Daf Yomi

For the week ending 10 April 2004 / 19 Nisan 5764

Chullin 72 - 78

by Rabbi Mendel Weinbach zt'l
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The Lamb Mystery

The firstborn of an ass, commands the Torah, must be redeemed by giving a lamb to a kohen. (Shmot 13:13)

Can one use a ben pakua the firstborn lamb which was still inside its mother when she was slaughtered for this purpose?

According to the position of Rabbi Meir that such an animal requires shechita of its own and cannot be considered as having been already slaughtered, there is no problem in using such a lamb for redemption since it has the status of a full-fledged lamb. In regard to the position of the other Sages who rule that such an animal requires no shechita because the slaughtering of its mother suffices for it as well there is a difference of opinion amongst the later Sages.

The Sage Mar Zutra contends that such a lamb cannot be used for redemption because the same term lamb used here appears in regard to the animal used for the korban Pesach (Vayikra 12:2).

Just as a ben pakua is not qualified to serve as a korban Pesach so too can it not qualify for redemption.

But why is a ben pakua not eligible to serve as a korban Pesach?

Rashi offers two different explanations. The first is that no animal delivered by Caesarian section and not born through the womb is eligible to be a sacrifice and therefore is ineligible for redemption. This is rejected by Tosefot because it would leave us with a problem as to how Rabbi Meir permits redemption with such an animal. The other explanation is that since this animal in the view of the other Sages, is considered as slaughtered we view it as "meat in the basket" which cannot be used for redemption purposes.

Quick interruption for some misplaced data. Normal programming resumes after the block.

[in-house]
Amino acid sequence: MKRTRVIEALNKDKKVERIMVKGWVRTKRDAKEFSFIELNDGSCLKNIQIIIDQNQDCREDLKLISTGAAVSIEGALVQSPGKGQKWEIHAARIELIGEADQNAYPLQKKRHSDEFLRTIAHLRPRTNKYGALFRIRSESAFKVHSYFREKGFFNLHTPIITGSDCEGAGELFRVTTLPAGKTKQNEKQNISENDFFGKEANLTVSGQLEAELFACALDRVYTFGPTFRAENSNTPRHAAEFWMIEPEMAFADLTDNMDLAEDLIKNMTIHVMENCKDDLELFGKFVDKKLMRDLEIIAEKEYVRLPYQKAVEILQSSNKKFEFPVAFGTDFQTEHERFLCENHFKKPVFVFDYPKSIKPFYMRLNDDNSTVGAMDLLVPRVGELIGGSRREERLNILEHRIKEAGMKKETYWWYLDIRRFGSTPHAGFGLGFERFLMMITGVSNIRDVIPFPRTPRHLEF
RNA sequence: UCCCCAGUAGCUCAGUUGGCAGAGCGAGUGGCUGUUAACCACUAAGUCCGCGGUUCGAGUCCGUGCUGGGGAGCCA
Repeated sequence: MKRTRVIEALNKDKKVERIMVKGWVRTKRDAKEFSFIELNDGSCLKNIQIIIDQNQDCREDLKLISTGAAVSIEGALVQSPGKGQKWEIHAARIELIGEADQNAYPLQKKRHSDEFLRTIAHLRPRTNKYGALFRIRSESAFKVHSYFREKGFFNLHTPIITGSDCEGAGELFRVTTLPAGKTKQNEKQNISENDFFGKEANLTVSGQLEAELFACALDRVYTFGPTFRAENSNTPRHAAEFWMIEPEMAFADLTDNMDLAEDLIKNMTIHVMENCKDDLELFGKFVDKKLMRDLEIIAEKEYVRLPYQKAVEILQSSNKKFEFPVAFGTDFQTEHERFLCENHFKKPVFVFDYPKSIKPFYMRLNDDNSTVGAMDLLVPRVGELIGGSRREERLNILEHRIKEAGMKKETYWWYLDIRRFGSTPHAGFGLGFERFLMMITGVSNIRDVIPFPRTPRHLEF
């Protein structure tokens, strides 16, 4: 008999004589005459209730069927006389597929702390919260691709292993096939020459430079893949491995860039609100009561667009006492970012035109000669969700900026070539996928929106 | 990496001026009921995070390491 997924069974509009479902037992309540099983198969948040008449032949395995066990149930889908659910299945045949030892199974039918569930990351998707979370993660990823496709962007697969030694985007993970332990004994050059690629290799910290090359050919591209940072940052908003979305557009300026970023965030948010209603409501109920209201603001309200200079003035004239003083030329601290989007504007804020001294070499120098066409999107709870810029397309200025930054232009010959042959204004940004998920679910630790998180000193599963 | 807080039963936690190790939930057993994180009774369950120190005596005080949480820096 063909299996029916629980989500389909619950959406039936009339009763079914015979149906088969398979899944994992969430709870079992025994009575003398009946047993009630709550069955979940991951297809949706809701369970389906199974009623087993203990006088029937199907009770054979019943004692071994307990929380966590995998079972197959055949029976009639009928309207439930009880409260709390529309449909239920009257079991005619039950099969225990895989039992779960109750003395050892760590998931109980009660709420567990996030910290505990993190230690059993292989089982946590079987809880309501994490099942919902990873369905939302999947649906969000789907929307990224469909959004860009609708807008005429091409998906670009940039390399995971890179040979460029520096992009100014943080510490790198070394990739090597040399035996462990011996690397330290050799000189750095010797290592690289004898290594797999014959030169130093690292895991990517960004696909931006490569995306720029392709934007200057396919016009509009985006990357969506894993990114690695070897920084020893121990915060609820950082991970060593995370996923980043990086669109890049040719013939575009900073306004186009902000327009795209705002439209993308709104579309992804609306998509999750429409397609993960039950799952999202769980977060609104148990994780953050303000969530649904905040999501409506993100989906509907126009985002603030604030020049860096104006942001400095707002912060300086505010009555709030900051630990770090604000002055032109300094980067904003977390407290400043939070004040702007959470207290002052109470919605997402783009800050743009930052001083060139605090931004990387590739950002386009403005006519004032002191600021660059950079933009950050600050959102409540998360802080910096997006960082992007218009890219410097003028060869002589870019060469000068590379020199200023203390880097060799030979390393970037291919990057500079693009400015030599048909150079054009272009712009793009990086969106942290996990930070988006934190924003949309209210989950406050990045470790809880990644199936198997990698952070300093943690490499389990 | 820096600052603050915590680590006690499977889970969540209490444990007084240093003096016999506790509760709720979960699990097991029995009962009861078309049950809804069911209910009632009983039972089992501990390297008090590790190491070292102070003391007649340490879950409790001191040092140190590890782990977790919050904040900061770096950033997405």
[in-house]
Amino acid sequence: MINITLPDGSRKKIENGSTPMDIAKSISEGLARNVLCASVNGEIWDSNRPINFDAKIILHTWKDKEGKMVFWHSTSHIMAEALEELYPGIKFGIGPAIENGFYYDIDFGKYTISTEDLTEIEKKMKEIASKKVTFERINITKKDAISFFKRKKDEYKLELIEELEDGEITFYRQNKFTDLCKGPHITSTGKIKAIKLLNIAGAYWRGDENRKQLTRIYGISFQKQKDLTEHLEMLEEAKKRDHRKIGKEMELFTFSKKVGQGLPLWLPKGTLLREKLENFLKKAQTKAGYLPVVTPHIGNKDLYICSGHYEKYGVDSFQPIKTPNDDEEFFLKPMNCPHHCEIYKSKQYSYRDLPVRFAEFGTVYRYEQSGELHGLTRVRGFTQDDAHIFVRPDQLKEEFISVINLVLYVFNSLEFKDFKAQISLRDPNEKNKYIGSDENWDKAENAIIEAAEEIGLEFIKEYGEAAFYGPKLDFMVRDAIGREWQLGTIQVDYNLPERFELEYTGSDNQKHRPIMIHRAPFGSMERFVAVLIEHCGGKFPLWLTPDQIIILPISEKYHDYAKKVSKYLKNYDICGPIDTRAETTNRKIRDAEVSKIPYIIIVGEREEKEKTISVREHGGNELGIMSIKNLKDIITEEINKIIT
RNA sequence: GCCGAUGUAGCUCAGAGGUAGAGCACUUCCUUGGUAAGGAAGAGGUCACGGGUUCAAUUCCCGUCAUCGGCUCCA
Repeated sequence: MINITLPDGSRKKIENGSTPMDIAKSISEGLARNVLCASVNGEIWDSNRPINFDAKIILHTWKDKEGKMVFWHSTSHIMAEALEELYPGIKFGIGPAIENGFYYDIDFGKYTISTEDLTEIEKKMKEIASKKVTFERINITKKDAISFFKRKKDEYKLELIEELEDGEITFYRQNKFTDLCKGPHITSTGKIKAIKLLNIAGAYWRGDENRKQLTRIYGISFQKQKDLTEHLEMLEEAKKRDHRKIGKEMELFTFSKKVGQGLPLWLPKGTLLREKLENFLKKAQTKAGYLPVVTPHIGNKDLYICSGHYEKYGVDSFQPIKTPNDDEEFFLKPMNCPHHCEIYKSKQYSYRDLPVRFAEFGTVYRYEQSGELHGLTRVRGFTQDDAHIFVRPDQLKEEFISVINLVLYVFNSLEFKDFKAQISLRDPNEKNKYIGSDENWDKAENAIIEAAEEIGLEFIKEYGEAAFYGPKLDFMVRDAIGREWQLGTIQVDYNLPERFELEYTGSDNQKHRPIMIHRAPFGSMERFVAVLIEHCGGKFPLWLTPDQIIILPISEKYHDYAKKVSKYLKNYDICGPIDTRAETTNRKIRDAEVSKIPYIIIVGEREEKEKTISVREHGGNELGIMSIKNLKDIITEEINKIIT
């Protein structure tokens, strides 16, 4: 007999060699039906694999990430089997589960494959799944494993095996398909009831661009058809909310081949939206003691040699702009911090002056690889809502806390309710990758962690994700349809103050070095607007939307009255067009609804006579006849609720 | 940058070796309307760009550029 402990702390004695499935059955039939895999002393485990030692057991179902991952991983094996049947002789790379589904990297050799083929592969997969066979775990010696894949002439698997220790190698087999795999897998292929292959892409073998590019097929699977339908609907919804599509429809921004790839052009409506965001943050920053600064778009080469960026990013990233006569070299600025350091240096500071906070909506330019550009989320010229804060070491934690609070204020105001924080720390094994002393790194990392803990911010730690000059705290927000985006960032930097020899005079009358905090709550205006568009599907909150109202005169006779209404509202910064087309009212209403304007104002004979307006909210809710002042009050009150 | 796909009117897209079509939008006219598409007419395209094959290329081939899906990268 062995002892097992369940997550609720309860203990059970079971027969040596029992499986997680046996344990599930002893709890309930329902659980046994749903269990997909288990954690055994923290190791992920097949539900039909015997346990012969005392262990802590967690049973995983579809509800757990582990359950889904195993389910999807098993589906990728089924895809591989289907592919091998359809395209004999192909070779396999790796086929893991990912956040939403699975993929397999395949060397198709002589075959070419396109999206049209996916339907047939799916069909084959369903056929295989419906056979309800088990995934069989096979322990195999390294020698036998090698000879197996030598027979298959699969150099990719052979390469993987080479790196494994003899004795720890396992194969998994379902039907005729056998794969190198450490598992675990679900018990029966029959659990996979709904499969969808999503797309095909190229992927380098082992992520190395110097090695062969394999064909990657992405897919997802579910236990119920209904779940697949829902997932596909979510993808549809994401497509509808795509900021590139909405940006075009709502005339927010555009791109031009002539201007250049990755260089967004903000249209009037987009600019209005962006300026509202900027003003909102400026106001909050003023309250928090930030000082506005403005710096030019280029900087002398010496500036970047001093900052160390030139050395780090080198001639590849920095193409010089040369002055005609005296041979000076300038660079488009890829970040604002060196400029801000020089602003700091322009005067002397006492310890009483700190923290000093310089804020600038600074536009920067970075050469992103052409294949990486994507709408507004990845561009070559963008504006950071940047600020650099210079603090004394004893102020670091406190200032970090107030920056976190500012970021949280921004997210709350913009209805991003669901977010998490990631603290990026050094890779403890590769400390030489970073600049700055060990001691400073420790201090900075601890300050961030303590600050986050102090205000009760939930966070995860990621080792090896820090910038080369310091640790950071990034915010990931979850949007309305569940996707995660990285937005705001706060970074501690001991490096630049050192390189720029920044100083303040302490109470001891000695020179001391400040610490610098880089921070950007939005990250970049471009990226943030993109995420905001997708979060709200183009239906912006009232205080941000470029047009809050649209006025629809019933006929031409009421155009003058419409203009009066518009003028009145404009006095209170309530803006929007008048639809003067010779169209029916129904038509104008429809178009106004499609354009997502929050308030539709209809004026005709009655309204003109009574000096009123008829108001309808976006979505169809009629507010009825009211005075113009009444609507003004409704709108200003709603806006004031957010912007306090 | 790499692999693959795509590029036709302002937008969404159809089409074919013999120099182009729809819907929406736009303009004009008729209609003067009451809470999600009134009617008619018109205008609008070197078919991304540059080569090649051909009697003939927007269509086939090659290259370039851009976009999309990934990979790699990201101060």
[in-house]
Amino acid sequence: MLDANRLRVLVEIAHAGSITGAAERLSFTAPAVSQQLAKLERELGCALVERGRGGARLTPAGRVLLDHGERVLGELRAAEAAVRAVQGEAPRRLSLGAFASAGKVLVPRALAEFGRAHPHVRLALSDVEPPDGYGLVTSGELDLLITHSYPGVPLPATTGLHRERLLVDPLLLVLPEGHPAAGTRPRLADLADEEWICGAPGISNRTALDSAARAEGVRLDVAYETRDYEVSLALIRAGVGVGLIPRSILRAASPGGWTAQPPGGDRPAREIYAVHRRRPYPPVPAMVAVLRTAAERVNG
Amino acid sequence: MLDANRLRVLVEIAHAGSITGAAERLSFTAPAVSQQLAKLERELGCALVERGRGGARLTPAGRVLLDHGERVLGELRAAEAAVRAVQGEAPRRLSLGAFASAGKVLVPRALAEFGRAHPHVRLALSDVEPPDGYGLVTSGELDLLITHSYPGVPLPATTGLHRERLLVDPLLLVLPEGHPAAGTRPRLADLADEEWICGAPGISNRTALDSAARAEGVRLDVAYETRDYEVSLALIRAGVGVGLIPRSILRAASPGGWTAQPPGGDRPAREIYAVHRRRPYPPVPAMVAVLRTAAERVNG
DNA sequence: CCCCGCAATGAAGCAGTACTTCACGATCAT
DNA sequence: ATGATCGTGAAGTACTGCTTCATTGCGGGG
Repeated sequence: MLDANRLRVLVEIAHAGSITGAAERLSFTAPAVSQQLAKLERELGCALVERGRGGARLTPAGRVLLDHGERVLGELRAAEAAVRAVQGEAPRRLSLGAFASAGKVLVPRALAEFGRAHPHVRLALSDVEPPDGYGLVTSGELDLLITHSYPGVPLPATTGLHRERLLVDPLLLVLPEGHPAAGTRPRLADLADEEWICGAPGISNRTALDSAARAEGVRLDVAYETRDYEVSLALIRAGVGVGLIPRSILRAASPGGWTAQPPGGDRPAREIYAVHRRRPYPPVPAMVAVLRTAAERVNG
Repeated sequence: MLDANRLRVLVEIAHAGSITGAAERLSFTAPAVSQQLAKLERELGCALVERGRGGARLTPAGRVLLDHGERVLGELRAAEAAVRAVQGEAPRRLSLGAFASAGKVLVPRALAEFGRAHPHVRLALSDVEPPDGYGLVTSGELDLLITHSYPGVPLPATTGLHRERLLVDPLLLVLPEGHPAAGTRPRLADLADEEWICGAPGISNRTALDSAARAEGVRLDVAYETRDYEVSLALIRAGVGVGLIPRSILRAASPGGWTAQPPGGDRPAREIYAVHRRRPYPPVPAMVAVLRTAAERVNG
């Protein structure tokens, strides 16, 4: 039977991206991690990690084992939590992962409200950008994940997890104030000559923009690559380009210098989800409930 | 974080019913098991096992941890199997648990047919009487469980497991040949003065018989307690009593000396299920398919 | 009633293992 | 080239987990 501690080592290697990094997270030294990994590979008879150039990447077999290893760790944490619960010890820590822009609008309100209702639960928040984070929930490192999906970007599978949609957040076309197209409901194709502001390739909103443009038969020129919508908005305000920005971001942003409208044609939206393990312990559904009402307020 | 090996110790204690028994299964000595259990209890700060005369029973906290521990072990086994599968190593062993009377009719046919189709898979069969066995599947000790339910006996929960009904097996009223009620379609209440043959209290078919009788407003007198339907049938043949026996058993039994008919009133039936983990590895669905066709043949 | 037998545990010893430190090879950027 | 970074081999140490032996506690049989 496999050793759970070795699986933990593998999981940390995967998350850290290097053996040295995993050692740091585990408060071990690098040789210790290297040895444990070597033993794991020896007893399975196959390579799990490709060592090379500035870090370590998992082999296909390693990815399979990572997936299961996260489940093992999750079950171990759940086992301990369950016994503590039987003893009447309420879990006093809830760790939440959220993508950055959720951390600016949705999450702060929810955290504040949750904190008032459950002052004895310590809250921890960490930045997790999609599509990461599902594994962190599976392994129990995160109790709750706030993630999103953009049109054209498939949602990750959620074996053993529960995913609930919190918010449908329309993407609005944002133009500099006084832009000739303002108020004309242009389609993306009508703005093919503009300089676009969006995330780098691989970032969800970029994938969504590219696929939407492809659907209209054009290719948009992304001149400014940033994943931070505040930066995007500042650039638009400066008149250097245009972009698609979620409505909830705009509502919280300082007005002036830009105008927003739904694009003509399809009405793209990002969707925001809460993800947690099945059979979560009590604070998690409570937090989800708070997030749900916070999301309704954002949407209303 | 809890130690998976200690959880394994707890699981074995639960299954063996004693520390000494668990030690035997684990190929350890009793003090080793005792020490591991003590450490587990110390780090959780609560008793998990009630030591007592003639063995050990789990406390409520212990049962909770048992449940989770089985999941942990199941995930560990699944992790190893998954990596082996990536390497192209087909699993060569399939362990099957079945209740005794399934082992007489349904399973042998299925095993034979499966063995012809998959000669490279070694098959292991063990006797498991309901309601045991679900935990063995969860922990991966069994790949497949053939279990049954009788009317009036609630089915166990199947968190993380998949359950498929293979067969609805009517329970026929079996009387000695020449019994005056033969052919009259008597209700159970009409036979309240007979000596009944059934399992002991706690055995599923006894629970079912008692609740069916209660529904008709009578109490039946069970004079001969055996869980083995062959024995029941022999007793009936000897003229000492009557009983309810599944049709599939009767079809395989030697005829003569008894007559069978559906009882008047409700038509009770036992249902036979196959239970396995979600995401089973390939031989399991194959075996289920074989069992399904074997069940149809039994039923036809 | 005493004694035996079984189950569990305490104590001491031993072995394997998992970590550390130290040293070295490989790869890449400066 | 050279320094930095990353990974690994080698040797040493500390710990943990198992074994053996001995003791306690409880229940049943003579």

• Chullin 74b

Falling Fruits

A sick tree that sheds its fruits is marked with a red dye. The purpose of this marking, explains our gemara, is not to invoke some pagan, superstitious cure but to draw the attention of passersby and invite them to pray for its recovery.

The basis for such action is what the Torah prescribes for one who has become ritually impure through the leprosy-like condition of tzaraat. In addition to being isolated from the community with rent garments and uncut hair the metzora is also required to call out "Impure, impure!" (Vayikra 13:45). This is done in order not only to warn others from approaching him and becoming ritually impure through contact with him but also to evoke the compassion of passersby who will be moved to pray for his recovery.

The gemaras conclusion that this same course is advisable for anyone suffering from a tragic condition received an interesting application in an observation made by the Torah giant of our generation, Hagaon Rav Yosef Sholom Eliyashiv, shlita. He calls attention to a note which appears in the writings of one of the great early Talmudic commentators. MahaRYT, in his commentary on the first perek in Mesechta Kiddushin, states that he had many innovative explanations on a certain topic but unfortunately forgot them.

What purpose did this great author have in mentioning this? Since there was no expectation from anyone studying his works that he would have something innovative to offer on every point such an apology seems superfluous. Rav Eliyashiv explains that it was not an apology but an invitation for those studying his works in his lifetime to pray for him to recall those insights which he viewed as fruits falling from the tree of Torah.

  • Chullin 78a

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